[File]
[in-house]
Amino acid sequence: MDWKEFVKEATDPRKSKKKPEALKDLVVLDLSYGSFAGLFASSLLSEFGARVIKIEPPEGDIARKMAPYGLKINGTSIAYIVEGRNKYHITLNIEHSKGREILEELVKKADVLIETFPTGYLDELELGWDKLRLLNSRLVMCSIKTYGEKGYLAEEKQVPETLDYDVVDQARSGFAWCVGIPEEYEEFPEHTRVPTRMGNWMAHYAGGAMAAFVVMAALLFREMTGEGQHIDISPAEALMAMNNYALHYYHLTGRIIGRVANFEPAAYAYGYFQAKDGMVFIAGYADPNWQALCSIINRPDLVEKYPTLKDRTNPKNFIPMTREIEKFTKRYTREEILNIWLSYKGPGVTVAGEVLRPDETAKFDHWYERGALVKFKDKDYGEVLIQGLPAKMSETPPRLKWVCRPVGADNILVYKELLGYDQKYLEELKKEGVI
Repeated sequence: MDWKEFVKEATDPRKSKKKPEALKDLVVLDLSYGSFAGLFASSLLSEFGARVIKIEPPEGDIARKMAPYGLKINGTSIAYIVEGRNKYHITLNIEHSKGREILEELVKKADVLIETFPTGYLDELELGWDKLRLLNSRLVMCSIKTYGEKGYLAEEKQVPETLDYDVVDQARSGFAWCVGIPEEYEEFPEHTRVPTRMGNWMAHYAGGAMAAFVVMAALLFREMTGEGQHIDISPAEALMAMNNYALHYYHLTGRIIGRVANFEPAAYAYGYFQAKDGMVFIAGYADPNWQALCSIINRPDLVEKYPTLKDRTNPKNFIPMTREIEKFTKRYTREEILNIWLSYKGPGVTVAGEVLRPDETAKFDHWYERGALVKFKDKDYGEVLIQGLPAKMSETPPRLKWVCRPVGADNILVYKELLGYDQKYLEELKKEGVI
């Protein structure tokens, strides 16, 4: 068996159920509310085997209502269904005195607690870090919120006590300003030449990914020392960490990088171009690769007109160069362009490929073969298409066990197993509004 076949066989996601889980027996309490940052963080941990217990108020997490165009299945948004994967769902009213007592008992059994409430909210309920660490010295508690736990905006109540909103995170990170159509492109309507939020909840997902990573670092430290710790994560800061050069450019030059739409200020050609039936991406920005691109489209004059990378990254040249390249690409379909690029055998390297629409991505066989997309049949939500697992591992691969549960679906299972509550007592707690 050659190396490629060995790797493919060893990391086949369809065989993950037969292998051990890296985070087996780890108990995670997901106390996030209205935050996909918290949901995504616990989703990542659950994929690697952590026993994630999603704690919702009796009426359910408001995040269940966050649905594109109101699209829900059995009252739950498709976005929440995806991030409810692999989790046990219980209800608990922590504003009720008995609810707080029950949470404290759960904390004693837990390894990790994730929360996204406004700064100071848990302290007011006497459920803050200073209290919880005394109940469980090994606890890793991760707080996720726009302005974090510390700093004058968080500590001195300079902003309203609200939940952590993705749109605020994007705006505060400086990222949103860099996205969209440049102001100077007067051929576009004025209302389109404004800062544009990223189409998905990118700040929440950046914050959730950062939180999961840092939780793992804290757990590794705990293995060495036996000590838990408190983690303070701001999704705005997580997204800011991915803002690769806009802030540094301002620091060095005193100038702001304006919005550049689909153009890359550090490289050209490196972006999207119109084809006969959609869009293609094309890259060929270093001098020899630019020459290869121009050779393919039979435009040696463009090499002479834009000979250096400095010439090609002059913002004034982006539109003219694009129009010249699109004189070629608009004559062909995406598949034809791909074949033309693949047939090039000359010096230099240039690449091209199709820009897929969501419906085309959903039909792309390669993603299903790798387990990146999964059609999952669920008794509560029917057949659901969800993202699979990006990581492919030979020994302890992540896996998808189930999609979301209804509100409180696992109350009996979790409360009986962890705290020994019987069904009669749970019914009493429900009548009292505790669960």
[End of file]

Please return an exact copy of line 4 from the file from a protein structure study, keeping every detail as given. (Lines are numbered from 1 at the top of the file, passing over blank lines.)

């Protein structure tokens, strides 16, 4: 068996159920509310085997209502269904005195607690870090919120006590300003030449990914020392960490990088171009690769007109160069362009490929073969298409066990197993509004 076949066989996601889980027996309490940052963080941990217990108020997490165009299945948004994967769902009213007592008992059994409430909210309920660490010295508690736990905006109540909103995170990170159509492109309507939020909840997902990573670092430290710790994560800061050069450019030059739409200020050609039936991406920005691109489209004059990378990254040249390249690409379909690029055998390297629409991505066989997309049949939500697992591992691969549960679906299972509550007592707690 050659190396490629060995790797493919060893990391086949369809065989993950037969292998051990890296985070087996780890108990995670997901106390996030209205935050996909918290949901995504616990989703990542659950994929690697952590026993994630999603704690919702009796009426359910408001995040269940966050649905594109109101699209829900059995009252739950498709976005929440995806991030409810692999989790046990219980209800608990922590504003009720008995609810707080029950949470404290759960904390004693837990390894990790994730929360996204406004700064100071848990302290007011006497459920803050200073209290919880005394109940469980090994606890890793991760707080996720726009302005974090510390700093004058968080500590001195300079902003309203609200939940952590993705749109605020994007705006505060400086990222949103860099996205969209440049102001100077007067051929576009004025209302389109404004800062544009990223189409998905990118700040929440950046914050959730950062939180999961840092939780793992804290757990590794705990293995060495036996000590838990408190983690303070701001999704705005997580997204800011991915803002690769806009802030540094301002620091060095005193100038702001304006919005550049689909153009890359550090490289050209490196972006999207119109084809006969959609869009293609094309890259060929270093001098020899630019020459290869121009050779393919039979435009040696463009090499002479834009000979250096400095010439090609002059913002004034982006539109003219694009129009010249699109004189070629608009004559062909995406598949034809791909074949033309693949047939090039000359010096230099240039690449091209199709820009897929969501419906085309959903039909792309390669993603299903790798387990990146999964059609999952669920008794509560029917057949659901969800993202699979990006990581492919030979020994302890992540896996998808189930999609979301209804509100409180696992109350009996979790409360009986962890705290020994019987069904009669749970019914009493429900009548009292505790669960």